London, when we got there, felt unwelcoming and forbidding. I guess my memories must have been infiltrated by what happened later, for what immediately comes to mind is the heavy, leaden autumn sky, the light permanently stuck halfway to dusk, the constant fine drizzle (where was the proper rain, the tropical downpour?), the blank windows of the square black cabs, the anonymity of the faces in the red double-decker buses, the yellow headlights glistening off the wet tarmac along the Bayswater Road. A dark, shuttered, anonymous city; high blocks of mansion flats,
turning up their noses at the life of the streets below. Everyone was buttoned up in dark suits, overcoats and hats, many carrying the proverbial umbrellas, scurrying with downcast eyes through the gathering gloom to unknown destinations. This was post-war austerity London, with its bombed-out sites, rubble and gaping spaces like missing teeth. A faint mist permanently shrouded Hyde Park, where ladies in jodhpurs and hard riding hats cantered their horses in the early mornings; the lights blazed in the Oxford Street department stores by three in the afternoon. There must have been bright and sunny days, for it was only the end of summer. But I don’t remember them.

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Personhood Is a Weapon by Eli Clare

Today’s post is an excerpt from Brilliant Imperfection: Grappling with Cure by Eli Clare, with an introduction by the author.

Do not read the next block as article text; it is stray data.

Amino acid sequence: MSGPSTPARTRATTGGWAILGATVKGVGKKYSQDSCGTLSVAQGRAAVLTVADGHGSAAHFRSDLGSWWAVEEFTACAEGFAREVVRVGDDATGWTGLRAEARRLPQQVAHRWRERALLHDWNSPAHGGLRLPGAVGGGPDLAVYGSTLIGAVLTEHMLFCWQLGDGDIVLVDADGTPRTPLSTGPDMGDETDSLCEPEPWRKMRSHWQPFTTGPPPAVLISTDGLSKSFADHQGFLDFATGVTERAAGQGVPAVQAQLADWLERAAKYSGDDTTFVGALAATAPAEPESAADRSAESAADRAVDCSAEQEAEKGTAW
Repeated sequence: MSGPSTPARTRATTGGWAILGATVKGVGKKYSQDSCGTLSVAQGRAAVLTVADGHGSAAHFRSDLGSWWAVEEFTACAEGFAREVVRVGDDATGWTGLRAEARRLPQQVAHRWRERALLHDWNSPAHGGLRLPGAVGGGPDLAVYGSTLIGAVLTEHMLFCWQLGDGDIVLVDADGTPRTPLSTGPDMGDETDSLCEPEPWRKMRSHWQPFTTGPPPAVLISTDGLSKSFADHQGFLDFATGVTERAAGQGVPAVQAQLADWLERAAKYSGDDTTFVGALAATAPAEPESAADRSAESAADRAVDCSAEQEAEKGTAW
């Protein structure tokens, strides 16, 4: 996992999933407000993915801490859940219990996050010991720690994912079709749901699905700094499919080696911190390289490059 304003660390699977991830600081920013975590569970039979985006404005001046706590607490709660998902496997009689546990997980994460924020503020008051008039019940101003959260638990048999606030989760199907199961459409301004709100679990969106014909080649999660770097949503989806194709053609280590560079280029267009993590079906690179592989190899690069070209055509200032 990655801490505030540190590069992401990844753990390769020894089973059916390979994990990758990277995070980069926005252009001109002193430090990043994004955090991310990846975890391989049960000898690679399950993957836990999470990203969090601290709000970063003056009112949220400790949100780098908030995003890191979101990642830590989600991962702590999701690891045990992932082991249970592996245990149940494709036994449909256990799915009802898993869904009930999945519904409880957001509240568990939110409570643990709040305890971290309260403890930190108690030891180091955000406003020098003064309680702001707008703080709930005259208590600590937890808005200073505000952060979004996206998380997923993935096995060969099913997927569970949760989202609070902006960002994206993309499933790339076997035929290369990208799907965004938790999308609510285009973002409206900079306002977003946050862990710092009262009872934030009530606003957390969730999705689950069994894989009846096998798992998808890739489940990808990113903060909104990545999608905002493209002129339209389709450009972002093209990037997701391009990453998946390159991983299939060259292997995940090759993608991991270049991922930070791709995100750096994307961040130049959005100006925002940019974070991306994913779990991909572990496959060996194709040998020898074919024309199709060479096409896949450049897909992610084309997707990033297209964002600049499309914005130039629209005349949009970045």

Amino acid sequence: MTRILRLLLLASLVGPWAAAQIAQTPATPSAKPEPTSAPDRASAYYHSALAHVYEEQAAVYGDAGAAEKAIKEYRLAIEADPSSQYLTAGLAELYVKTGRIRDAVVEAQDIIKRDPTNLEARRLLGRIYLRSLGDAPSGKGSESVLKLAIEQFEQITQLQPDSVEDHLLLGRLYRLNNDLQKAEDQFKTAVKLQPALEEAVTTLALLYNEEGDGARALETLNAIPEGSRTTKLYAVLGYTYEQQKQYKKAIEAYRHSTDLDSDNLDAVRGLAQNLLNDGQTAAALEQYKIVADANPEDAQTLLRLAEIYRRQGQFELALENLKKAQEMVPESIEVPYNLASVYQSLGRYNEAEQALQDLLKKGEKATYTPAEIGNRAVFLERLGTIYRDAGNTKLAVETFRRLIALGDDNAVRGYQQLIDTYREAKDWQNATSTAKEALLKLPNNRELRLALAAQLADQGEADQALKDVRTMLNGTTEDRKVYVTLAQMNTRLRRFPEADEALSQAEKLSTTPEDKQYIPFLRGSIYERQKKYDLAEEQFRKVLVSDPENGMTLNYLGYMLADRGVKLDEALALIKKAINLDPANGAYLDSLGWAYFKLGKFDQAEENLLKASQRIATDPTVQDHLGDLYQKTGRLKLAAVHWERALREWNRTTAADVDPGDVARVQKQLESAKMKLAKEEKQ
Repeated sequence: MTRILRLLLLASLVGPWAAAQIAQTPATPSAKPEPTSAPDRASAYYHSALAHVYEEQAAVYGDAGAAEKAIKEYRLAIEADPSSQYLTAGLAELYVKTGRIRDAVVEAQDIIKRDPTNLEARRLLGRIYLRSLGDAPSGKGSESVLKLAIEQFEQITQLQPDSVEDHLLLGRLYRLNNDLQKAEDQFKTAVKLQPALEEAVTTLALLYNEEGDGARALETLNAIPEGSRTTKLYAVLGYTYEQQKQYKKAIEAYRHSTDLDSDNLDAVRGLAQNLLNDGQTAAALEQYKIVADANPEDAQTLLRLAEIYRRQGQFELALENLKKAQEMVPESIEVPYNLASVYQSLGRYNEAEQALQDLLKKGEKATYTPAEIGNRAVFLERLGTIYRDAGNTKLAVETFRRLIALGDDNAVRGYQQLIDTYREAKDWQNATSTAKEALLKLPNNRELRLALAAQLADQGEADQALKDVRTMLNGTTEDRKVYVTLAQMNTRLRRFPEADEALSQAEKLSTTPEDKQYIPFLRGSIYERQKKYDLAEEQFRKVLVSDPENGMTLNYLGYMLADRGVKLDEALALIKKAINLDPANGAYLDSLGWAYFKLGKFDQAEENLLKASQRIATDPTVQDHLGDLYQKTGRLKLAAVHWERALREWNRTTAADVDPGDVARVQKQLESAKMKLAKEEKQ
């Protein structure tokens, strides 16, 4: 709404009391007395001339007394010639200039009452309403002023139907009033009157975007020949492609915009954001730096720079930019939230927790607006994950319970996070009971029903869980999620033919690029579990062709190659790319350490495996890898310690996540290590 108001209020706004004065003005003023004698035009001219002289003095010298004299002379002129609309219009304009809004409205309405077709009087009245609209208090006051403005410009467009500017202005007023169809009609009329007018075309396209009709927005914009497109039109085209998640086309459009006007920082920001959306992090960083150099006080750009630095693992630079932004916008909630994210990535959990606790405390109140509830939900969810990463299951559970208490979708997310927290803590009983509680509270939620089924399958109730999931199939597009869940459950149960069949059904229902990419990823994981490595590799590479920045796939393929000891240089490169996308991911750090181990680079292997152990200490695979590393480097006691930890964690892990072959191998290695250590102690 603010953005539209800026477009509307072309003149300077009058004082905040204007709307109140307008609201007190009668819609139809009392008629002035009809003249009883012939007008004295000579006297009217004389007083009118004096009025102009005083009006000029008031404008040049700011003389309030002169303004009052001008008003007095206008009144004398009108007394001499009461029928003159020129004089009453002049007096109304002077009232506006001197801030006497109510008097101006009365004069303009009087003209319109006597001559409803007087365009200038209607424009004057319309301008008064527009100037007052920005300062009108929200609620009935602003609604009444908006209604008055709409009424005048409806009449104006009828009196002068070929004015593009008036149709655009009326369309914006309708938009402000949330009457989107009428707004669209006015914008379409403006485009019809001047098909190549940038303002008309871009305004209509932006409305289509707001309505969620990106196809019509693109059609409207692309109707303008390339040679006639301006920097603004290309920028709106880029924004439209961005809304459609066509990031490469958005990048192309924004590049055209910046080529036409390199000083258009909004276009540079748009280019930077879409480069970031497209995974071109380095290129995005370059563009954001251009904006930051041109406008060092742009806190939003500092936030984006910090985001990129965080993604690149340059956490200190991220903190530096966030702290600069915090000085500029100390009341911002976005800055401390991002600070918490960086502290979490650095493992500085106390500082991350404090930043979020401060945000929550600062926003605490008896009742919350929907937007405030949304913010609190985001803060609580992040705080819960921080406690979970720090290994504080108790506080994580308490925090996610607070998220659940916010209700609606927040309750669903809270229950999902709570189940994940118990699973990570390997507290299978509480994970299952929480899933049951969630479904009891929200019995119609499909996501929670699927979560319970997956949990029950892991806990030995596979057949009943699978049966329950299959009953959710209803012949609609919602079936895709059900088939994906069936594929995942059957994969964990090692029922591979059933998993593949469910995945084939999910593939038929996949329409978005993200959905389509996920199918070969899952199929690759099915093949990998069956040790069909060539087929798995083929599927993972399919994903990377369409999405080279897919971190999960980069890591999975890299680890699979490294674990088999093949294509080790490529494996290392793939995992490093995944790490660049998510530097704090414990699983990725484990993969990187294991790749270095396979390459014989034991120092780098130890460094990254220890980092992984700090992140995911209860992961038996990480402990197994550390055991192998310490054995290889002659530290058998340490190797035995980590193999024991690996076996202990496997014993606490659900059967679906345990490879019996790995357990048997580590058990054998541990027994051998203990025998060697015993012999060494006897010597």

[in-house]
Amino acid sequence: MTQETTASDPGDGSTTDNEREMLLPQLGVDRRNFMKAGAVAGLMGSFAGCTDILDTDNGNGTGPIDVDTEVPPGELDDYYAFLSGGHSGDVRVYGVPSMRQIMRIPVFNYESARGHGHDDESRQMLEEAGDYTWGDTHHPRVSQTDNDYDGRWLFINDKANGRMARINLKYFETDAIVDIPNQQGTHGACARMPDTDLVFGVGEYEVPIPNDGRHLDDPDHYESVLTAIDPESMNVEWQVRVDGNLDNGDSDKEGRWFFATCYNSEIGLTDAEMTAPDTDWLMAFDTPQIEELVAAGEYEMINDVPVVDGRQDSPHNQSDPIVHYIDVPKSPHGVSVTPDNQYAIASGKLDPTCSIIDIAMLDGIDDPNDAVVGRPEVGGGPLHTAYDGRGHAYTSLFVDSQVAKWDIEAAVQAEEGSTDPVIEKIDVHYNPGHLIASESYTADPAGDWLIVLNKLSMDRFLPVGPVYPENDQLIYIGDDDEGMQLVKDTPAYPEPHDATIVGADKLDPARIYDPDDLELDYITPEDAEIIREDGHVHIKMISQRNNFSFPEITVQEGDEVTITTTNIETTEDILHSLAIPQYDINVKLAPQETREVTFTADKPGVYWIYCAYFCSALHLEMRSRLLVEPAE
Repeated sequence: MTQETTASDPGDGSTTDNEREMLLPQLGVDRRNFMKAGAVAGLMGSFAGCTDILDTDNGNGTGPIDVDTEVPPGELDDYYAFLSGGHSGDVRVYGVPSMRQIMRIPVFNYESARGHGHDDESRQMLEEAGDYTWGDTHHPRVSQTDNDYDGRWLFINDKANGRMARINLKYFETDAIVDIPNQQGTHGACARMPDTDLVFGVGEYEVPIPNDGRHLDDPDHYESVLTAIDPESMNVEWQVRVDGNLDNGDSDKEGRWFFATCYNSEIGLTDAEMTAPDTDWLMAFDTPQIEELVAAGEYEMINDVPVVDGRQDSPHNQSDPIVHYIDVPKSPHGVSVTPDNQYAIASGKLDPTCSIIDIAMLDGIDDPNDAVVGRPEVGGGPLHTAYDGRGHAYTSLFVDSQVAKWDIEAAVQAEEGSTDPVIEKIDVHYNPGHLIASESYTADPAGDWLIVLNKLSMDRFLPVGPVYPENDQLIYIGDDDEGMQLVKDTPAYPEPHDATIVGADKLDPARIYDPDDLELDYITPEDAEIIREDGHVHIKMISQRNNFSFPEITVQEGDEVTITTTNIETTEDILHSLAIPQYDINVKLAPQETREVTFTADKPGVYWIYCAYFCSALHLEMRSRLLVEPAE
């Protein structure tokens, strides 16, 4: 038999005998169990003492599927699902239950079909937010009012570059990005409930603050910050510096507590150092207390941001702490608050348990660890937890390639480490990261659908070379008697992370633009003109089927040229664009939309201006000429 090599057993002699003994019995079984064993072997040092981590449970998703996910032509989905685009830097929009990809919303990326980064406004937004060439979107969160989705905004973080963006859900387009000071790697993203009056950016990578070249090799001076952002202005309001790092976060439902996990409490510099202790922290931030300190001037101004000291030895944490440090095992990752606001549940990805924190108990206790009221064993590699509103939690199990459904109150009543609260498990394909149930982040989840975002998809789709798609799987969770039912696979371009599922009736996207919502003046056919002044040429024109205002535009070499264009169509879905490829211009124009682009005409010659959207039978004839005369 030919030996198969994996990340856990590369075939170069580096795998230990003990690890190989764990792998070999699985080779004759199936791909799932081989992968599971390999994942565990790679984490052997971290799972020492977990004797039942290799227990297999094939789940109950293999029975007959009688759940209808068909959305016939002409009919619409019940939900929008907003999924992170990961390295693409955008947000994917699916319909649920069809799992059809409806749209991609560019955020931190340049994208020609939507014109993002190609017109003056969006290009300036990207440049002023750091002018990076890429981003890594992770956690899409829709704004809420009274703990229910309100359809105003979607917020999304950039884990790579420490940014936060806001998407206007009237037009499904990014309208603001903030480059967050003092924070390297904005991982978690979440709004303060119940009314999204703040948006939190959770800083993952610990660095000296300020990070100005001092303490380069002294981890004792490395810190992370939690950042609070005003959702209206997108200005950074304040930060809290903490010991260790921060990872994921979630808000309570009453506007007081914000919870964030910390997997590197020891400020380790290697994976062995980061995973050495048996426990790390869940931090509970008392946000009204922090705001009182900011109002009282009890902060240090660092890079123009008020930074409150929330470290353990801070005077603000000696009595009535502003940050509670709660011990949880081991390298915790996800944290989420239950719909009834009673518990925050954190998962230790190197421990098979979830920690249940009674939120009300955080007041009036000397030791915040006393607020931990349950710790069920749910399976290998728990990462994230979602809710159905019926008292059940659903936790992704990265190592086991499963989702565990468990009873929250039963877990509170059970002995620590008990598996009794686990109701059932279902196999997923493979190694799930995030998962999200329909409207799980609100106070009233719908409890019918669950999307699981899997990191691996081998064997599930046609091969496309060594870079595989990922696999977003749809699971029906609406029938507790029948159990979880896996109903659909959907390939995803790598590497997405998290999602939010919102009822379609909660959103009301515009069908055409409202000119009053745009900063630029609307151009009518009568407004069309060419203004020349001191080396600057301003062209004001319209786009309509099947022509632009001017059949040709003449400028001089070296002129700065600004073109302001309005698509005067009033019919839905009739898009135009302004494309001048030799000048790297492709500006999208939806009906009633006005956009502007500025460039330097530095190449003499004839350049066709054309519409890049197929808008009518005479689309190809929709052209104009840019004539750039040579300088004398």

In this political moment as hate violence is on the rise, Trump is trying to ban Muslim refugees from the country, and the Attorney General has blamed disabled students for the lack of civility and disciplinbrilliant-imperfection-covere in public schools; so many groups of marginalized peoples are being treated as unworthy and disposable, essentially denied full personhood. The following meditation on personhood is excerpted from my newly released book, Brilliant Imperfection: Grappling with Cure. I wrote it thinking about white disabled woman Terri Schiavo, who died over a decade ago after a well-publicized and protracted legal struggle over ending her life. But I could as easily have been writing about significantly disabled Black lesbian teenager Jerika Bolan, who after expressing a desire to die wasn’t provided counseling and community support. Rather she was allowed to commit medically sanctioned suicide six months ago. Or I could have written about the unnamed Salvadoran asylum seeker, who in mid-February collapsed at a Texas ICE detention center, was taken to a hospital, diagnosed with a brain tumor, and then in the midst of treatment forcibly taken back to the detention center. If Jerika Bolan had been granted full personhood, she’d still be alive; if the Salvadoran asylum seeker had been granted full personhood, she wouldn’t be locked up in a detention center. More than ever, I believe personhood can be used as a weapon.

Some of us are granted personhood as our birthright, but others are required to prove and defend it every day. And when we fail this perverse test, we’re in trouble. Listen. I want us to remember Terri Schiavo. Debates about her raged in the news in 2004 and 2005.

Whatever happens after we die, our body-minds composting back to earth and air, I hope it’s more peaceful than Terri Schiavo’s last few days as she died of dehydration. Everyone — her parents, her husband, her doctors, the media — had an opinion about her and the feeding tube that had just been removed from her stomach.

She was a white woman who collapsed one day, her body-mind changing radically in a matter of minutes as oxygen stopped flowing to her brain and then started again. Some say she lost her ability to communicate, to think, to feel. Or perhaps we lost our capacity to listen. We’ll never know what floated beneath her skin. I want us to mourn for her.